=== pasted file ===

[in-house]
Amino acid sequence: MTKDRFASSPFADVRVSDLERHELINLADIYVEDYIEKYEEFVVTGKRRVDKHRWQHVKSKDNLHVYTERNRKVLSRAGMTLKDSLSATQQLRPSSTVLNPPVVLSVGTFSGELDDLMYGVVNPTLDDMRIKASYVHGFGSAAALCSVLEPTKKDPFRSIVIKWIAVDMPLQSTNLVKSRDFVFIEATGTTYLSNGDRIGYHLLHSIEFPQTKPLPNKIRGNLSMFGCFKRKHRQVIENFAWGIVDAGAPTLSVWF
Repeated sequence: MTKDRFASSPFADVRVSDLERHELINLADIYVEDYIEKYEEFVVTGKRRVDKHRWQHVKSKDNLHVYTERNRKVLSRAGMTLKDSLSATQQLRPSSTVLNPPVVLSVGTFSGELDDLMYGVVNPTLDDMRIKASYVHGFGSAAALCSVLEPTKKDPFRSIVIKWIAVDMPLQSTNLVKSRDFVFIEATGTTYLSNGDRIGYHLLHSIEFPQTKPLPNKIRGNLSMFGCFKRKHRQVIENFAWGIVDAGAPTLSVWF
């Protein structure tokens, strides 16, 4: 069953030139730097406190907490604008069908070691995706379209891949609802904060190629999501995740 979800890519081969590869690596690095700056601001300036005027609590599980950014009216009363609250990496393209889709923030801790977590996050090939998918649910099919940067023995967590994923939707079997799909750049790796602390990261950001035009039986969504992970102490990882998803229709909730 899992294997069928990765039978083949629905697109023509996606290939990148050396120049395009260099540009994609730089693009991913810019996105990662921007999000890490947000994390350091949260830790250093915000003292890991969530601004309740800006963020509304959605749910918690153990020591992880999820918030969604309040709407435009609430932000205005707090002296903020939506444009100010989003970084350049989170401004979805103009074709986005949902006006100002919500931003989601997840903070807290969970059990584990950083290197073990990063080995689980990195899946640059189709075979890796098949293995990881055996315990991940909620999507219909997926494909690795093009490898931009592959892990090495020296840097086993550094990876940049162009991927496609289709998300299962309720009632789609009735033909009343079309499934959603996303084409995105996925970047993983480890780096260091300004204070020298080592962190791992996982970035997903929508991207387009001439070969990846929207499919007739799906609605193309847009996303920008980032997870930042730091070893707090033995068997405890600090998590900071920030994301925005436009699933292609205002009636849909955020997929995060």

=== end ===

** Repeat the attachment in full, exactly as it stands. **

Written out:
[in-house]
Amino acid sequence: MTKDRFASSPFADVRVSDLERHELINLADIYVEDYIEKYEEFVVTGKRRVDKHRWQHVKSKDNLHVYTERNRKVLSRAGMTLKDSLSATQQLRPSSTVLNPPVVLSVGTFSGELDDLMYGVVNPTLDDMRIKASYVHGFGSAAALCSVLEPTKKDPFRSIVIKWIAVDMPLQSTNLVKSRDFVFIEATGTTYLSNGDRIGYHLLHSIEFPQTKPLPNKIRGNLSMFGCFKRKHRQVIENFAWGIVDAGAPTLSVWF
Repeated sequence: MTKDRFASSPFADVRVSDLERHELINLADIYVEDYIEKYEEFVVTGKRRVDKHRWQHVKSKDNLHVYTERNRKVLSRAGMTLKDSLSATQQLRPSSTVLNPPVVLSVGTFSGELDDLMYGVVNPTLDDMRIKASYVHGFGSAAALCSVLEPTKKDPFRSIVIKWIAVDMPLQSTNLVKSRDFVFIEATGTTYLSNGDRIGYHLLHSIEFPQTKPLPNKIRGNLSMFGCFKRKHRQVIENFAWGIVDAGAPTLSVWF
């Protein structure tokens, strides 16, 4: 069953030139730097406190907490604008069908070691995706379209891949609802904060190629999501995740 979800890519081969590869690596690095700056601001300036005027609590599980950014009216009363609250990496393209889709923030801790977590996050090939998918649910099919940067023995967590994923939707079997799909750049790796602390990261950001035009039986969504992970102490990882998803229709909730 899992294997069928990765039978083949629905697109023509996606290939990148050396120049395009260099540009994609730089693009991913810019996105990662921007999000890490947000994390350091949260830790250093915000003292890991969530601004309740800006963020509304959605749910918690153990020591992880999820918030969604309040709407435009609430932000205005707090002296903020939506444009100010989003970084350049989170401004979805103009074709986005949902006006100002919500931003989601997840903070807290969970059990584990950083290197073990990063080995689980990195899946640059189709075979890796098949293995990881055996315990991940909620999507219909997926494909690795093009490898931009592959892990090495020296840097086993550094990876940049162009991927496609289709998300299962309720009632789609009735033909009343079309499934959603996303084409995105996925970047993983480890780096260091300004204070020298080592962190791992996982970035997903929508991207387009001439070969990846929207499919007739799906609605193309847009996303920008980032997870930042730091070893707090033995068997405890600090998590900071920030994301925005436009699933292609205002009636849909955020997929995060």